Ecological organisations across the globe are invited to upload their research, reports and grey literature to the British Ecological Society’s new open access platform, Applied Ecology Resources (AER), in a bid to improve knowledge sharing and collaboration across the ecological community.
AER enables a range of organisations, scientists and practitioners working across research, policy or practice to pool their knowledge relating to ecological science in a permanent, secure and fully searchable space.
With a broad international information base, AER is home to both peer reviewed and non-peer reviewed reports, data reports, research summaries, and other grey literature, all of which is publicly accessible. AER is also home to the peer-reviewed open platform journal Ecological Solutions and Evidence (ESE) which offers a unique suite of article types, all of which promote open science and provide a platform for practitioners to communicate with a broad audience.
At its heart, AER promotes evidence-based decision-making and all content on AER is freely accessible and permanently archived, even welcoming documents written in most languages.
Commenting on the inspiration behind AER, Marc Cadotte, Editor-in-Chief, said: “A lot of people who are interested in Applied Ecology tend to work at a really small scale on specific species or in specific systems. From a data-sharing perspective, there’s often a disconnect between what people are pursuing in terms of the best research, and what people might actually be interested in on the ground.”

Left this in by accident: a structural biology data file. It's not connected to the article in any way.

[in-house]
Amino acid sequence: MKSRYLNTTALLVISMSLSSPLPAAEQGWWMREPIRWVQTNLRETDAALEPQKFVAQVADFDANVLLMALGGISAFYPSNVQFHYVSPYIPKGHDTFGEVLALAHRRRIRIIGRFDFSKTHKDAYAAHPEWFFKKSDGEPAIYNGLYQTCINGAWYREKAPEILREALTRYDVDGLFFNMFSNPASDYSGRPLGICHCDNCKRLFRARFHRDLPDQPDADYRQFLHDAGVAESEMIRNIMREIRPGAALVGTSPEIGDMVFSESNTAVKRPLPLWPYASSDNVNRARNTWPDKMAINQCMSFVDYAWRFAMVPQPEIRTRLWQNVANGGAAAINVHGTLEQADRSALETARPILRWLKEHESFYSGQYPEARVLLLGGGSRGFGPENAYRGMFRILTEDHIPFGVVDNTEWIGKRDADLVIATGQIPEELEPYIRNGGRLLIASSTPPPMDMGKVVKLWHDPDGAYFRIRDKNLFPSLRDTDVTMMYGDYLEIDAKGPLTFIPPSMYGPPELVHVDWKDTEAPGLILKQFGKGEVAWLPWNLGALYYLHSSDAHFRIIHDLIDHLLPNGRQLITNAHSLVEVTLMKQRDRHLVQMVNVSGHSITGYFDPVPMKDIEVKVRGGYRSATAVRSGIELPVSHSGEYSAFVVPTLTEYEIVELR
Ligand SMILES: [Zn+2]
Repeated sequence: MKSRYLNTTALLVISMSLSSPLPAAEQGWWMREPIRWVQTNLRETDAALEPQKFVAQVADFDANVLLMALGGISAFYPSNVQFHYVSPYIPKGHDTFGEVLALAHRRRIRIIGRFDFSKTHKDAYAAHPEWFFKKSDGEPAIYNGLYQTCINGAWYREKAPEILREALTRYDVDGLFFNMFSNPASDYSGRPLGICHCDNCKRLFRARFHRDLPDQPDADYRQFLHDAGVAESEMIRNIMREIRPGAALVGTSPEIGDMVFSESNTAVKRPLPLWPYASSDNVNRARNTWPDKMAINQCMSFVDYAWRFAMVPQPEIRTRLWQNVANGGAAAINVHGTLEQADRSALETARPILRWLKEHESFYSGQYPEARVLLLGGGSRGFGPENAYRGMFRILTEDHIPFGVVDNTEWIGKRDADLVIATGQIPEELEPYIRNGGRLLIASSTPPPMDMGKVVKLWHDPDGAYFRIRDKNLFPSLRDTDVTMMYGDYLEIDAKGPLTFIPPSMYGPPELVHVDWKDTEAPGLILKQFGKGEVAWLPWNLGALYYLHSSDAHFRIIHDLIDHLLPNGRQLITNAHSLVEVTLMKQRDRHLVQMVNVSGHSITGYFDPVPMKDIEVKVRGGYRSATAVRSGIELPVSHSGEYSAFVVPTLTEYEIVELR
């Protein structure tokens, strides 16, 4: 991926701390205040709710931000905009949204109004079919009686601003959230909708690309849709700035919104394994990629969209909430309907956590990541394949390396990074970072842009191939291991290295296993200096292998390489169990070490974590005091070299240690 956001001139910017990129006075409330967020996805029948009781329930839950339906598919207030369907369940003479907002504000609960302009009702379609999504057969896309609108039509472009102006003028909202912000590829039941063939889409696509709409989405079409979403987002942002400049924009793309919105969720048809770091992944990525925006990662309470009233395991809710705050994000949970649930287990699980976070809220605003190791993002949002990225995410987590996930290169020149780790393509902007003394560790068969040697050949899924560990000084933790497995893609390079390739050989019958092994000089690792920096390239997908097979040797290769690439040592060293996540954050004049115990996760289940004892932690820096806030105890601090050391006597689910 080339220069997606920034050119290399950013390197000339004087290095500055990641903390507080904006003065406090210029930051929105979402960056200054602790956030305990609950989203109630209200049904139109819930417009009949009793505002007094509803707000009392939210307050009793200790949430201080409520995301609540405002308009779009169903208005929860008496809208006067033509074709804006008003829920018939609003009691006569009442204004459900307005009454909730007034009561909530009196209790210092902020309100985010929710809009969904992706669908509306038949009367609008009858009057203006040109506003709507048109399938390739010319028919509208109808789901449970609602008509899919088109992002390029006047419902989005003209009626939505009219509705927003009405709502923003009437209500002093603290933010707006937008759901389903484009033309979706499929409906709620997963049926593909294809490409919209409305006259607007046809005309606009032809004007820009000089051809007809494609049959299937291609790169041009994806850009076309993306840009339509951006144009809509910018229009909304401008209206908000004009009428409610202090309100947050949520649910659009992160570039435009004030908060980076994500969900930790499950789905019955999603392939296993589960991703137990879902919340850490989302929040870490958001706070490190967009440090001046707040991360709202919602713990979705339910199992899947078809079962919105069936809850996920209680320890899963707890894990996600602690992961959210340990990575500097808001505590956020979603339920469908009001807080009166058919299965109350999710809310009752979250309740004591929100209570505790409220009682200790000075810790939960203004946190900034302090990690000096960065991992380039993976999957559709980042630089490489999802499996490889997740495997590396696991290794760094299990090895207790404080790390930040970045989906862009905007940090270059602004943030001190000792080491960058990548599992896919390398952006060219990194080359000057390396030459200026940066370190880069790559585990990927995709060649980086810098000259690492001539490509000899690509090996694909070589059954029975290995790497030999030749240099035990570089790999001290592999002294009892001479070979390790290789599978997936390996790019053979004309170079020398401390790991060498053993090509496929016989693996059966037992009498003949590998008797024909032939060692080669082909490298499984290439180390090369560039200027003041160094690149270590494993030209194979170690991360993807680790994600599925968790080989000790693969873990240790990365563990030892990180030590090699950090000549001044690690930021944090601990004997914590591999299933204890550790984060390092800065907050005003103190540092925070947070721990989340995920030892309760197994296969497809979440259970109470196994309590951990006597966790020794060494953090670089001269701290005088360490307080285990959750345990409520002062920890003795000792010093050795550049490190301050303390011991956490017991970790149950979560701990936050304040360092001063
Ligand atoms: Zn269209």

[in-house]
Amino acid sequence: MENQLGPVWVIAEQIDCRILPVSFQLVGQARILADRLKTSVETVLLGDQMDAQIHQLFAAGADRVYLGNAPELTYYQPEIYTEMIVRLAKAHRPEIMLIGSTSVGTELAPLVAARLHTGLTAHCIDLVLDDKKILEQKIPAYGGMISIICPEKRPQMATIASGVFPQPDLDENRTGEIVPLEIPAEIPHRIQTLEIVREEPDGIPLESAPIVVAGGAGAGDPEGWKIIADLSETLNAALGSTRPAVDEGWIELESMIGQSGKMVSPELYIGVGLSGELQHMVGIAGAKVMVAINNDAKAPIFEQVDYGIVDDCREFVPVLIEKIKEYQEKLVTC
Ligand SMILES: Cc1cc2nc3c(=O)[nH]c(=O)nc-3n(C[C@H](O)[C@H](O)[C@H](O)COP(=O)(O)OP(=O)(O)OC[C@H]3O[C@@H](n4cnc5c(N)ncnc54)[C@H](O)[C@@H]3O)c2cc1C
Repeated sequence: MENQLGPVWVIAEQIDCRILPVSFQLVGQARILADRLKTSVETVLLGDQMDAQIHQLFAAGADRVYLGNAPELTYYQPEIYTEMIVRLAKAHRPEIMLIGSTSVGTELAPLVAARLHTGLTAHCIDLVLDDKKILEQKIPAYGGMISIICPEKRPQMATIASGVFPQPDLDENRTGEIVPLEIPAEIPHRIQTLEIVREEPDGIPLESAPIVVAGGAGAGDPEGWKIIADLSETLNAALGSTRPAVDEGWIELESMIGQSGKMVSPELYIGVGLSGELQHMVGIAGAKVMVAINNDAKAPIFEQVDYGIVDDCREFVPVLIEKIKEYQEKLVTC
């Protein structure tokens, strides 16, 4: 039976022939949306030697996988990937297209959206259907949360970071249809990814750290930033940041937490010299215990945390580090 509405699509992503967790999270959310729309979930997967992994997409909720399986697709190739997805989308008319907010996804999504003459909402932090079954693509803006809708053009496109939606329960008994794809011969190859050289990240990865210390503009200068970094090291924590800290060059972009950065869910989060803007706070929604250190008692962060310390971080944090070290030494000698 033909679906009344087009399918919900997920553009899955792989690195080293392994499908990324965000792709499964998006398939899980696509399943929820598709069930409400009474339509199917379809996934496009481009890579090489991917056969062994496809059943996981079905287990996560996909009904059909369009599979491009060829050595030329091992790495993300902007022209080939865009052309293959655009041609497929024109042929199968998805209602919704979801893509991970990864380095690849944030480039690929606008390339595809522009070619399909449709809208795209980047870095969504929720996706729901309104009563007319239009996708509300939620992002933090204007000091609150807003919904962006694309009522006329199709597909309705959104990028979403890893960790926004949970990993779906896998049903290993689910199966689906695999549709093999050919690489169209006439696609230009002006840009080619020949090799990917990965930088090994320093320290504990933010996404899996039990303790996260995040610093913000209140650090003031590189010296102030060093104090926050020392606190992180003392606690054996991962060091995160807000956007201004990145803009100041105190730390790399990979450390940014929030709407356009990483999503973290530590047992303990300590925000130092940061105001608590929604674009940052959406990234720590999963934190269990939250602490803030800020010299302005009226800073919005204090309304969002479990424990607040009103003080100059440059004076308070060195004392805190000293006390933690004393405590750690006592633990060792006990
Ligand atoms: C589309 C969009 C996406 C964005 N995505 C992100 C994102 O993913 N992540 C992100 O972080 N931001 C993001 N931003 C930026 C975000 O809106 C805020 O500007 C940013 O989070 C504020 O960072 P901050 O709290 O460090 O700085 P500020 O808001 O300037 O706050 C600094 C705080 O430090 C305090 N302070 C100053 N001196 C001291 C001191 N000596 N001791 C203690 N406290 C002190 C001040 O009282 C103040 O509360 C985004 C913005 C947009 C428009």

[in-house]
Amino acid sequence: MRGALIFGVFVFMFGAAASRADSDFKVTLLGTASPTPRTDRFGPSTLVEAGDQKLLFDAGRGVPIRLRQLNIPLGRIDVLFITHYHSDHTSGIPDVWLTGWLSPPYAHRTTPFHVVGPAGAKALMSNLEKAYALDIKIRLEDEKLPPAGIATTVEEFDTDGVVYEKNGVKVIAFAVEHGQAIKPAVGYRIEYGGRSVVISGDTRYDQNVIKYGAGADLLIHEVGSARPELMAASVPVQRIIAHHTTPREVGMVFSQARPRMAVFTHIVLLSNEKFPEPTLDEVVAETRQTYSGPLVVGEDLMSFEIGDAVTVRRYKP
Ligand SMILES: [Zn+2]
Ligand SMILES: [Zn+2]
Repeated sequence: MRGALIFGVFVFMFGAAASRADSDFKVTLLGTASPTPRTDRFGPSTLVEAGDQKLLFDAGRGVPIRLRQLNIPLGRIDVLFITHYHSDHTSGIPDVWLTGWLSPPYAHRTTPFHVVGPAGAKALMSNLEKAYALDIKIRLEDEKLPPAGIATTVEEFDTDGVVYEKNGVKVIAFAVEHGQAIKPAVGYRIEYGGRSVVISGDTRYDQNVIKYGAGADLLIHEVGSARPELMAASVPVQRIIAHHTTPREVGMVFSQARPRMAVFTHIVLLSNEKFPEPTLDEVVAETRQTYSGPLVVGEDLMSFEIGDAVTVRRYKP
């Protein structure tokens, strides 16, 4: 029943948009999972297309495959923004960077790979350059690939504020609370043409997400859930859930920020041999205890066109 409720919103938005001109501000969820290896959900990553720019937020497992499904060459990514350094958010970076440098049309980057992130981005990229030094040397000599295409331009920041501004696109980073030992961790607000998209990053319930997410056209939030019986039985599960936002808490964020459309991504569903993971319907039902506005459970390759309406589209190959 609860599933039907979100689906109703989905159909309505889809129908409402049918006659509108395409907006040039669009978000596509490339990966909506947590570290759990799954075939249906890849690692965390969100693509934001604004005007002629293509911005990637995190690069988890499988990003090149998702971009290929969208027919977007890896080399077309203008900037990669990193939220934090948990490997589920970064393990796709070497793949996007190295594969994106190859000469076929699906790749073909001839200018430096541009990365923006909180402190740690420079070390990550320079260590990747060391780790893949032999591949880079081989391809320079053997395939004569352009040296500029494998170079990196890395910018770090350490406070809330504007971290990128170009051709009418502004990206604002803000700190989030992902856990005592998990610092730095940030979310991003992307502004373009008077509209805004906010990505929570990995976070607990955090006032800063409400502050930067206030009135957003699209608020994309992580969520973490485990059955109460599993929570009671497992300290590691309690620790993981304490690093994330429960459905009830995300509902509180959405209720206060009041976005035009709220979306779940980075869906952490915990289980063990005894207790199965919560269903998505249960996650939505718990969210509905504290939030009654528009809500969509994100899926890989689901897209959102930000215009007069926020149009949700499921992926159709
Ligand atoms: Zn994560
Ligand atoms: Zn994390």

“This led me to the idea of trying to create something that was more tailored for practitioners, in terms of the types of information they need, how they communicate that and how they share the information that they’re producing. AER fills quite a significant gap as prior to this, we weren’t getting as much information from practitioners.”
Appealing to both small and large organisations within ecology, AER offers the opportunity to share important information between practitioners, allowing for a more cohesive scientific community within ecology to emerge.
“There’s a lot of lost knowledge and experience in Ecology. We hope that AER is part of this changing nature of how practitioners communicate and share their experiences. Our hope is for AER to become part of this culture change, and become routine practice for how activities are documented,” Cadotte added.
AER has been growing in popularity since its inception, with organisations especially supportive of its evidence-based approach to information.
David O’Brien, Policy and Advice Manager at NatureScot, said: “There is such an obvious need for AER and the information that’s on AER is designed to be useful. It’s readily accessible to anyone who has got a large piece of land or a project to make a decision on quickly and wants to ensure it delivers the best outcome.”
Moreover, Chris Nichols, Conservation Evidence Manager at The Woodland Trust highlighted that: “In the conservation and NGO sector, there tends to be a reliance on certain key partners. AER is helping to broaden that network to include more diverse partners, resulting in better rounded viewpoints. It’s really helping to break down some of those perceived barriers between different areas of the sector as well, so that we don’t just operate in our own little echo chamber.”
In addition to the AER platform, AER Live offers applied ecologists with a series of free online workshops across research, policy and practice. More details as well as information on how to get involved can be found here.
For more information on AER, visit www.britishecologicalsociety.org/applied-ecology-resources/